So then art and design becomes this cross-cultural technology and language for systemic change. Illuminate a new story, shift society, shift the system. Regenerate the story, regenerate the planet. Art and the role of the artist, I love this quote by Tony Cade Bambara. The role of the artist is to make the revolution irresistible. I think it really is when we think about systems change and systems, or we think about any system, is that many interconnected parts that are all part of a comprehensive whole. But understanding what those underlying parts are is often something that only comes through being able to see them and contextualize and orient to them. Art can help illuminate that and help us envision what is and envision another way.
The biggest war that I think we're fighting is a war on imagination. By and large, we look at the way that the society trends are shifting. So often, there have been really important pivotal moments in history that I touched on a moment ago. But that if we are not able to dare to dream outside the possible, outside of “the way things are” that we will never be able to move beyond them. But in the system illuminating the different parts of a system, it's often many multi-dimensional in a human system, like multi-sector stakeholders and a natural system. There's many different components all working together. The more we can illuminate and see them, the more we can contextualize what that system is and how it can be nourished.
A lot of our work is about regenerative design. So it's about building capacity, and part of the building capacity for our system is to help the system see itself. Seeing itself, then change becomes more possible. By seeing that there's also another way, an endearing to dream outside of that, I think the art really helps us dare to dream. That's been really present for me a lot lately. I did a really fun Solarpunk Futures workshop with Benjamin Life recently at DWeb Camp. We talked a lot about how the solarpunk has that root of punk in it, and I have a background.
So definitely, when I was growing up, I definitely had a punk and Goth era. I can't say I've necessarily grown out of it. The rebel in me is still here. But it is. It's punk to say maybe there's another way, like how – we don't – it doesn't have to be this way. So, yes, we'll start there.
[00:07:35] JS: Well, those comments make me think of Donella Meadows, who I know is part of your curriculum, and we've had episodes talking about her work. She gave this incredible talk in a sustainability conference in the early nineties about vision. She talked about how so much emphasis is on strategy and execution. A lot of times, vision is absent. She actually went on this inquiry to understand why is vision absent. What she found was sometimes it was just too painful to see that vision relative to reality.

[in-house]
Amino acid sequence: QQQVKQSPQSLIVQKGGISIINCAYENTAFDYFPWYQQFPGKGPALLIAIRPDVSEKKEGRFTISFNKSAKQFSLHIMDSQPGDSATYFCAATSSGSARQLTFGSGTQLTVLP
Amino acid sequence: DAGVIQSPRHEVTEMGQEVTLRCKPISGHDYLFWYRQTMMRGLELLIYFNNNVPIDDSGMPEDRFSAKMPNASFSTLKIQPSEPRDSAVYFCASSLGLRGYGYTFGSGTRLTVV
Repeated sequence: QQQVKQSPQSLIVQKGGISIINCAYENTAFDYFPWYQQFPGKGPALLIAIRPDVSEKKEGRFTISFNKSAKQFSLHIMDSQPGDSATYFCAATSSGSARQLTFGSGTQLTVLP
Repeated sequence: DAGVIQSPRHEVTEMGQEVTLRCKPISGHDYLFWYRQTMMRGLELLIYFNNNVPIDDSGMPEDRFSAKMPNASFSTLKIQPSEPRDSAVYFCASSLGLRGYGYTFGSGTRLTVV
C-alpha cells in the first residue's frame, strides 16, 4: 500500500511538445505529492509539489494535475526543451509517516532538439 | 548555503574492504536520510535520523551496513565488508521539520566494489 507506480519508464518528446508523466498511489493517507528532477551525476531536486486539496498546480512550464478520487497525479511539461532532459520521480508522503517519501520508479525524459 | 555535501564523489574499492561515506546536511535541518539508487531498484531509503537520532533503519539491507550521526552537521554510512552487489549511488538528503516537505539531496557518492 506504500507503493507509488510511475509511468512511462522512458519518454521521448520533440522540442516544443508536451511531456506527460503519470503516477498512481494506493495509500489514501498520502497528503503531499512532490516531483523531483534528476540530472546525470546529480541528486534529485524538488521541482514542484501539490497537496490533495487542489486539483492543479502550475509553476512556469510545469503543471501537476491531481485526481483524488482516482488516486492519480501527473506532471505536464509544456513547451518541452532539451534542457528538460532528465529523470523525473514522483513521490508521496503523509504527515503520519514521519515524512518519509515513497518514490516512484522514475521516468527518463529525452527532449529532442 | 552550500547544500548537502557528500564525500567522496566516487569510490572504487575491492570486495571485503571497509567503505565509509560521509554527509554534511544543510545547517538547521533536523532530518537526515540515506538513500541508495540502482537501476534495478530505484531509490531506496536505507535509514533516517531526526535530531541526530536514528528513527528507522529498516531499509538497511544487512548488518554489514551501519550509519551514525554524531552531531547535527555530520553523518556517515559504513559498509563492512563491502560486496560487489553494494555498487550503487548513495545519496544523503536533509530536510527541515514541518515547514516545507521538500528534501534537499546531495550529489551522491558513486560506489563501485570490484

But then when people really started to unlock the ability to talk about it, it was incredibly energizing. Also, she talked about, which I thought was really fascinating, that vision doesn't come from the intellect. It comes from deeper sources of our being. So much of what I love about her work is she talks about just getting out of just our heads. Our heads are not enough for the task at hand. We also need to tap these other sources of wisdom in our body. So I love the way that art is really tapping a deeper part of us.
[00:08:37] RS: Yes. It’s experiential. A few things came up for me while I was hearing that. Also, [inaudible 00:08:41], who was one of the students of Donella Meadows who came to teach in the first cohort, she actually taught an entire session on vision and to test Donella’s framework about vision. So –
[00:08:53] JS: Any interesting takeaways from that?
[00:08:55] RS: There was something about the permission in the space to just take the time and go another layer deeper and then another layer deeper and then another deeper. Give that permission to go into that vision in the continuing space, not just to ask a question and then move on to another one. It was unfolding of the onion and seeing the different parts of it than later that were connected or influencing each other. They were creating a container of almost like psychological safety I feel like was one of the main things that came up.
The other thing that is somehow connected to that and I was reminded of when you were sharing this was about the permission part. Recently, we did a mastermind for building regenerative eco villages with rebuild. So we did a series of design sprints to support a group of people who are interested in doing that work, thinking through the entire system of what that would take.
At the very end, we had a woman share who had done a ton of visioning work inside of this many week-long design sprint. She shared that she was in Ukraine and that at first, when she signed up to take space to do this visioning work, that she felt guilty because there was literally a war happening outside of her home. She was like in one of the active war zones.